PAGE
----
- Lark’s Head Knot: Is used to attach suspension lines of hammocks or other lines that use eye-holes. This can be used on your tarps as well!
- Prusik Knot: Is a simple knot that is great if you need a sliding adjustment. It’s often used with climbing but is very versatile so it can be used in suspended camping.
Becket Hitch: This is the knot to use when tying up a hammock. It has an easy-to-tie and easy-to-release mechanism and can be adjusted! It allows you to use the end of a hammock, a webbing strap, and the knot to create an easy, no-hardware suspension system.
- Bowline: This is an all-purpose knot used for self-harnesses, but can be used on the guy lines on tarps.
- Clove Hitch: If you have a tarp that is made of low-stretch fabrics, use this knot to tie the tarp off.
- Two-Half Hitch: It’s used to secure a guy line.
- Taut-line Hitch: Can be used to adjust tarp ridge lines or guy lines.
What Gear Do I Need for Hammock Camping?
If you are just getting started on hammock camping, then you are going to come across thousands of options gear-wise. This is going to be incredibly frustrating if you don’t have someone with you to tell you what you need. This list is going to be for entry-level beginners and it will include the basics of what you will need.
- Hammock: You are going to want a gathered-end hammock. The main idea here is to find one that you love. Any hammock is fine for entry-level, but it is best to find one that has an appropriate weight range for you, and that doesn’t have excess fabric.
- Bug Net: You are going to want one that is simple to use and that has a horizontal zip. Ones with horizontal zips will conform nicely with the hammock which makes it easy to use and set up.
- Tarp: You are going to want a tarp that has only a few tie-outs, usually two works best. If you can find one that has tie-outs that are diamond shape/pitch, then it will make it super easy to set up. If you want more options when pitching your tarp, then going with one that has multiple tie-outs is what you want.
- Suspension/Hardware: Carabiners is the best thing for entry-level since it is simple to use and has a no-fuss connection. This essentially means that you are unlikely to screw up connecting the hammock to the tree with these!
- Tree Strap: You can’t really go wrong with these, just pick one that has many loops and a long daisy chain and you are set.
- Top Insulation: You will want a sleeping bag or a quilt-style bag for top insulation. Basically, any type that lacks zippers is best for hammock sleeping.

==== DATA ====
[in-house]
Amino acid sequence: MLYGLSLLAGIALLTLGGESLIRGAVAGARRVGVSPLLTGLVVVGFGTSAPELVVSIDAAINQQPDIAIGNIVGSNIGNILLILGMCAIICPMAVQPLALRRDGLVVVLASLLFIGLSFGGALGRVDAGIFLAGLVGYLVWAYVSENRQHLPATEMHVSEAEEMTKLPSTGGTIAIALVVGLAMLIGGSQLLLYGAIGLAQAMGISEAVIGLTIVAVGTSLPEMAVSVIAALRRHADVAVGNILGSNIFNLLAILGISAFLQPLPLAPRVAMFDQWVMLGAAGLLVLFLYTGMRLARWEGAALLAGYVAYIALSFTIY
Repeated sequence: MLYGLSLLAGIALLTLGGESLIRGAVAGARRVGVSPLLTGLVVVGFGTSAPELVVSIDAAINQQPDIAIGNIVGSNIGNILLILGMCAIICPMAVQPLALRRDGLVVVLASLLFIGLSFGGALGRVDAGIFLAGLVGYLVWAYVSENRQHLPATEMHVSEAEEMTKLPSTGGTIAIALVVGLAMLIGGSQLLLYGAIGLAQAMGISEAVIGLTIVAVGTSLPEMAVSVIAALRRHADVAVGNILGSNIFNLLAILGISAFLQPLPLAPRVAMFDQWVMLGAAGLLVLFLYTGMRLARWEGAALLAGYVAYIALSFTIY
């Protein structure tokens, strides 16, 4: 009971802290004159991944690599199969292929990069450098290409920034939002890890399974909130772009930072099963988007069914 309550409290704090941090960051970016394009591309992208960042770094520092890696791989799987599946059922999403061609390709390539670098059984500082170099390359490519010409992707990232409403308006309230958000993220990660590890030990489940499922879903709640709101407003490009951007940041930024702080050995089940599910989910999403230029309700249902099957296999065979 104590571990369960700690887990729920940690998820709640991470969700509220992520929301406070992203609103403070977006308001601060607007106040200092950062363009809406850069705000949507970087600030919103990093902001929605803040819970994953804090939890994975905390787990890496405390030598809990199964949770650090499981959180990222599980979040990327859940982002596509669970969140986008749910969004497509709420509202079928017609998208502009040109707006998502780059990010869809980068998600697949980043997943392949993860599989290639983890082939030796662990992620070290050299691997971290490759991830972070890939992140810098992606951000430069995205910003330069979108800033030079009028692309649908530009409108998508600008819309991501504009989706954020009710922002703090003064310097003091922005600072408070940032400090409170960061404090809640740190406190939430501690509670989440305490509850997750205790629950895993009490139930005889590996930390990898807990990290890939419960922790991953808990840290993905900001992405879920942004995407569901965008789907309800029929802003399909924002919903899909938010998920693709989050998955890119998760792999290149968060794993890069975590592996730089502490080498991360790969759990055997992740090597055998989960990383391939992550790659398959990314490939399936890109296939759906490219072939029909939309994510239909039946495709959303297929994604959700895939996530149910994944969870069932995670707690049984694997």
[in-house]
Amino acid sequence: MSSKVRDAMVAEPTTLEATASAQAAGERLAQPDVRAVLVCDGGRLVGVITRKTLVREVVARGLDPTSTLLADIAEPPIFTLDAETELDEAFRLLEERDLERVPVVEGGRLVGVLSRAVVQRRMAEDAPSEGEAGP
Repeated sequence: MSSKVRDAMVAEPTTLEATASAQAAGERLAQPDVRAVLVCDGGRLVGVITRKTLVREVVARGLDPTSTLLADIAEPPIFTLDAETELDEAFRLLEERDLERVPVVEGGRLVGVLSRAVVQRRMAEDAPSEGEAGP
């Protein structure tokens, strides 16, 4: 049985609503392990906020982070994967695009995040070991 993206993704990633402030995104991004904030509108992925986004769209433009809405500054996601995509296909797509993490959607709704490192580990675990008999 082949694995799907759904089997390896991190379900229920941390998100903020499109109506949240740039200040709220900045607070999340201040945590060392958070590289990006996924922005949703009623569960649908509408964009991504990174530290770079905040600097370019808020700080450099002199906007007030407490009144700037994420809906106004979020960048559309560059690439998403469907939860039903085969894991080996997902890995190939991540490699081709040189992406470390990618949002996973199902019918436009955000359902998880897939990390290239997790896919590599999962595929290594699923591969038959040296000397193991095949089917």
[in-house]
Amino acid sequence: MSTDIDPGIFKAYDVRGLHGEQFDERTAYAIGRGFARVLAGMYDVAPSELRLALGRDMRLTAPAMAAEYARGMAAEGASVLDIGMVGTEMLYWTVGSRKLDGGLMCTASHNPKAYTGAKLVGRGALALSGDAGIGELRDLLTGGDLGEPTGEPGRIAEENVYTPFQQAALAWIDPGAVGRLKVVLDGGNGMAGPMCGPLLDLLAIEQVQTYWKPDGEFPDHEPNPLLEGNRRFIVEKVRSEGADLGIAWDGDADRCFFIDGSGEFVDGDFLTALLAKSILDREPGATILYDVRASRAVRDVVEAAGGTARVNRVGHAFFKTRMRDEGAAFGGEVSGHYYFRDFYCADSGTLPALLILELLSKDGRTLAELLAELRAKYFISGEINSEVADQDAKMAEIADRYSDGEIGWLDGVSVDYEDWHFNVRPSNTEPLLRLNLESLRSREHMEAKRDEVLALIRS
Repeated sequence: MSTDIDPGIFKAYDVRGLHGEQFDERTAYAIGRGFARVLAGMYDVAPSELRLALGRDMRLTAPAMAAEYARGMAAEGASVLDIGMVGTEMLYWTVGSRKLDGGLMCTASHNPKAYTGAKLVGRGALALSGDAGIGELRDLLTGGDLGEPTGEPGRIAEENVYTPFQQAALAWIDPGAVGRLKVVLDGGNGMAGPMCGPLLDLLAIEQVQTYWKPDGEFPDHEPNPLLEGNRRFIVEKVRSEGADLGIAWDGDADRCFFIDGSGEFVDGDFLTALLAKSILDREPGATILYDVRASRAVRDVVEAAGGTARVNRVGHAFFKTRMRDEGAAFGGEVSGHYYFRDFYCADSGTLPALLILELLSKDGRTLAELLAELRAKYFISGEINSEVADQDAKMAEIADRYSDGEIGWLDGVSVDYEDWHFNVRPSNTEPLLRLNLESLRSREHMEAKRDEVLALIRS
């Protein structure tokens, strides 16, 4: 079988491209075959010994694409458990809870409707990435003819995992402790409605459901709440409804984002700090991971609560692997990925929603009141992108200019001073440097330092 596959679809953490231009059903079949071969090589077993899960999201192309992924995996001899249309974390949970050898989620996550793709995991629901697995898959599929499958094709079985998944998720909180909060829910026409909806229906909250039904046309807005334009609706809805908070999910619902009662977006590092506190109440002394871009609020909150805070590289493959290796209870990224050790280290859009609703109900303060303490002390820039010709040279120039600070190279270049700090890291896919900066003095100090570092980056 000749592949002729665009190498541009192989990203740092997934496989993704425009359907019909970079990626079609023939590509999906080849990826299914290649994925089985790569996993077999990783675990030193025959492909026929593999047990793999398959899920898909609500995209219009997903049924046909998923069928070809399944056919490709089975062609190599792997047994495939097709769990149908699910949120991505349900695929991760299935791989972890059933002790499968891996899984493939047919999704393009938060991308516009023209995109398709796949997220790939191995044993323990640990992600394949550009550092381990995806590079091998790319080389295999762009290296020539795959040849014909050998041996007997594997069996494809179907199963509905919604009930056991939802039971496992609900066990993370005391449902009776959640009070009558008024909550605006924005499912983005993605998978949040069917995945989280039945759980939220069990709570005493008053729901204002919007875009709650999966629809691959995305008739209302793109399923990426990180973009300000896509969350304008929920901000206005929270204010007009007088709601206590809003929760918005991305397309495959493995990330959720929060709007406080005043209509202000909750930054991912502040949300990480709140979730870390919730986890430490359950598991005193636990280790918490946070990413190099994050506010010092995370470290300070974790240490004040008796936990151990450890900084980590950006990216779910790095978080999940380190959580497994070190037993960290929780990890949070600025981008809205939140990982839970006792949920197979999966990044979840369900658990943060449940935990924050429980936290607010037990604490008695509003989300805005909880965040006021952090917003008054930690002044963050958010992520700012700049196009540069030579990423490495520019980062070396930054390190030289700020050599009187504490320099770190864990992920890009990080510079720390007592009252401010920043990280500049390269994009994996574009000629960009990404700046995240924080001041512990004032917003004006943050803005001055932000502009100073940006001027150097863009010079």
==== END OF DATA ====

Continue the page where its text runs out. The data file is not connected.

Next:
- Bottom Insulation: Get an insulated pad, either a self-inflating one or a closed-cell foam. They basically negate any cold butt syndrome because they reduce the amount of heat loss out of the bottom of the hammock.
Typical Misconceptions of Hammocks: Don’t be Fooled!
First and foremost, hammocks can be lighter than tents but are not always so. There is this huge misconception that hammocks are always lighter than tents but that’s only if you get the lightest of modular components. In reality, if you are always camping with a partner, then buying an all-in-one camping hammock is definitely not going to be lighter than a tent. But what makes hammocks great is that they have modular components which means you can mix and match components to make up a setup that works for you. There are lightweight hammocks out there but keep in mind you will need to attach a bug net and a tarp to your setup.
Second, hammocks are indeed comfortable to sleep in and you will get a way better sleep than what you would in a tent but it takes time to learn how to sleep in one. You will on occasion have a bad night’s sleep in a hammock as you can suffer from shoulder squeeze, cold butt syndrome, ankle strain, and leg hypertension. The best way to get around this is to set the hammock up at home and learn how to move and lay in your hammock.
Finally, most people think hammocks are easy to set up, and in general, they can be but so can a pop-up tent. The thing here is that they do come with a learning curve. You have to know how to attach the straps to the tree, how to make the tarp taut, and how to make a big sag in the hammock. Hammocks become easy to set up after you have had lots of practice with them! If you are still finding that they are not going up as efficiently as you like, it may be because you need to change or update your suspension system.
If you’re looking for a hammock to start with check out the review of the Gnar Hammock here on MustGoCamping. And check back for more hammock camping tips and information!